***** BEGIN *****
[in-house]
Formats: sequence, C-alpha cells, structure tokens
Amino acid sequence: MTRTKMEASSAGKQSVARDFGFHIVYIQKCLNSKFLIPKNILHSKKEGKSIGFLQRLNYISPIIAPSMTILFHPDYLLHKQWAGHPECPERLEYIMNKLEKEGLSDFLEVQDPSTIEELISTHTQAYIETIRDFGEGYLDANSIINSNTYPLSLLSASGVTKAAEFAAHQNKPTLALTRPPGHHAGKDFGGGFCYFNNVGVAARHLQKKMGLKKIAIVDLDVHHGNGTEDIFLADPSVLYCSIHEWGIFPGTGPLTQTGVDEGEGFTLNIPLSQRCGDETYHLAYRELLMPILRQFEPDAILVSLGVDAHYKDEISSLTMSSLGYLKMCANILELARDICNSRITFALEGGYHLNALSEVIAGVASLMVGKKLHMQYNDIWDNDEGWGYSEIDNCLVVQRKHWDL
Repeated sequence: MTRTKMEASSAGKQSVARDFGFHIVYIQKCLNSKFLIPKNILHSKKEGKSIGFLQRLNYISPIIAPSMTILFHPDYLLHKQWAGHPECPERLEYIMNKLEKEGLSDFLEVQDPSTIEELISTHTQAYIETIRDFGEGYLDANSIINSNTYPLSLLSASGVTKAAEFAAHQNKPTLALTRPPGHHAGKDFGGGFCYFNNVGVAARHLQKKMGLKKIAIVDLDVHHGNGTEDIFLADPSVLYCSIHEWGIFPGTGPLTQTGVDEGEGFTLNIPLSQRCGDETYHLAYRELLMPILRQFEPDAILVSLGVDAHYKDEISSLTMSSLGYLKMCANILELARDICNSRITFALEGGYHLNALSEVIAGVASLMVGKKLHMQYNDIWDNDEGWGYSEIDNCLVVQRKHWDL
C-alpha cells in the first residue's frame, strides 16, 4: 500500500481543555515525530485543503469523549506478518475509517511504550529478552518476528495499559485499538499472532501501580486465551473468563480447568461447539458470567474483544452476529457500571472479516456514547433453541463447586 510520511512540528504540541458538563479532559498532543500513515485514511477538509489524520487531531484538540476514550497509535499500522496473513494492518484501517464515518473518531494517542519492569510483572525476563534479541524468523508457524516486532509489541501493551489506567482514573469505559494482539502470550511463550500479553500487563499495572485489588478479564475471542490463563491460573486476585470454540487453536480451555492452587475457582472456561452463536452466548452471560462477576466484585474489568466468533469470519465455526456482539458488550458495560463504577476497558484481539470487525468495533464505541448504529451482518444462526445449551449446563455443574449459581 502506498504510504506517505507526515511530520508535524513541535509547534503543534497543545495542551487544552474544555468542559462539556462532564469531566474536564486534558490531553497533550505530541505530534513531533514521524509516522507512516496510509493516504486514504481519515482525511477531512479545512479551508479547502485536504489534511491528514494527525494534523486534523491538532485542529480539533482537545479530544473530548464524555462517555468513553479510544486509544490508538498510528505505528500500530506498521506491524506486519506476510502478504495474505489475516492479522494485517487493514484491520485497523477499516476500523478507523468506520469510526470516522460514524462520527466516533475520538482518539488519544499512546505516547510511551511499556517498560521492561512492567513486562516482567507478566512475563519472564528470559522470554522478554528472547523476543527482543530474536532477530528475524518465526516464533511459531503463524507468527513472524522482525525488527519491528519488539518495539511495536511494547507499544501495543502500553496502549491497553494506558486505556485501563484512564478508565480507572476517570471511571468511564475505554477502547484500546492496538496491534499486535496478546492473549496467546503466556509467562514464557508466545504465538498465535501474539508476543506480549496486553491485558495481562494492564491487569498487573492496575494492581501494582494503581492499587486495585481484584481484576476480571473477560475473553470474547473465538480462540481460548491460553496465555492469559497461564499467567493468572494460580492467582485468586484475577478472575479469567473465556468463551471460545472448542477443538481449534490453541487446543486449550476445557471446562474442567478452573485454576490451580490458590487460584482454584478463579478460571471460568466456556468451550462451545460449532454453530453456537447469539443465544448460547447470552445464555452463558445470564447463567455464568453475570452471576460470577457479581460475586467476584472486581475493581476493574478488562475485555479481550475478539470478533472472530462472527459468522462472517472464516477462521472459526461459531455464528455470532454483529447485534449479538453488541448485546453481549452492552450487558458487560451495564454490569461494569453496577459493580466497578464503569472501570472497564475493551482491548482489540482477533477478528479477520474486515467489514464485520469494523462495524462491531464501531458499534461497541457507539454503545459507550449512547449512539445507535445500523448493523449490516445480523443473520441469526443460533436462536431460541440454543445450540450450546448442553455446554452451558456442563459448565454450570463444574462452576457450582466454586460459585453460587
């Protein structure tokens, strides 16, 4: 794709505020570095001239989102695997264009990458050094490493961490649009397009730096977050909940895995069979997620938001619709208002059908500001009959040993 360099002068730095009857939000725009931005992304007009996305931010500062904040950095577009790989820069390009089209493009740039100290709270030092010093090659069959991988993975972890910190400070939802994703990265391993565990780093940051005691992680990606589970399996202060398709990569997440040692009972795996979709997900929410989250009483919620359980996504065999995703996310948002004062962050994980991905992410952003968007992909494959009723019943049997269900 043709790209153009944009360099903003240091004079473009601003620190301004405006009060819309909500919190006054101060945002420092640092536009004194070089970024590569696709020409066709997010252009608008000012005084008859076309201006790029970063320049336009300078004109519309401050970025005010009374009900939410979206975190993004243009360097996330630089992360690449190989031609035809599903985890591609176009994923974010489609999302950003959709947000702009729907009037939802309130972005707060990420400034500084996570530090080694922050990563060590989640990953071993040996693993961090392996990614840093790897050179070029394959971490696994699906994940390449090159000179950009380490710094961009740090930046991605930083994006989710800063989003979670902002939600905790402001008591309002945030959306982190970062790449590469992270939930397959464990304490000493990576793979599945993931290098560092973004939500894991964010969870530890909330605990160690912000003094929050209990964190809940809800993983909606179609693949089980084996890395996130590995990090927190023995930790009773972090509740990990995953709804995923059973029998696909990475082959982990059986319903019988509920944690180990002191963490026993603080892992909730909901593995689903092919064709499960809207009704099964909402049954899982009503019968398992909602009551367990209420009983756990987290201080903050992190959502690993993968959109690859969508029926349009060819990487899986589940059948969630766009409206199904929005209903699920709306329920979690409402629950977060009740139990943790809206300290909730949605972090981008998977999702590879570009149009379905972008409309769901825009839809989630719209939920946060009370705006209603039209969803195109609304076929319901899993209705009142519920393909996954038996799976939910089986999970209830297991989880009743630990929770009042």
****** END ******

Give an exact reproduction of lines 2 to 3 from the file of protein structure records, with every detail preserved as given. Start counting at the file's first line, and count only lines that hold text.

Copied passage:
Formats: sequence, C-alpha cells, structure tokens
Amino acid sequence: MTRTKMEASSAGKQSVARDFGFHIVYIQKCLNSKFLIPKNILHSKKEGKSIGFLQRLNYISPIIAPSMTILFHPDYLLHKQWAGHPECPERLEYIMNKLEKEGLSDFLEVQDPSTIEELISTHTQAYIETIRDFGEGYLDANSIINSNTYPLSLLSASGVTKAAEFAAHQNKPTLALTRPPGHHAGKDFGGGFCYFNNVGVAARHLQKKMGLKKIAIVDLDVHHGNGTEDIFLADPSVLYCSIHEWGIFPGTGPLTQTGVDEGEGFTLNIPLSQRCGDETYHLAYRELLMPILRQFEPDAILVSLGVDAHYKDEISSLTMSSLGYLKMCANILELARDICNSRITFALEGGYHLNALSEVIAGVASLMVGKKLHMQYNDIWDNDEGWGYSEIDNCLVVQRKHWDL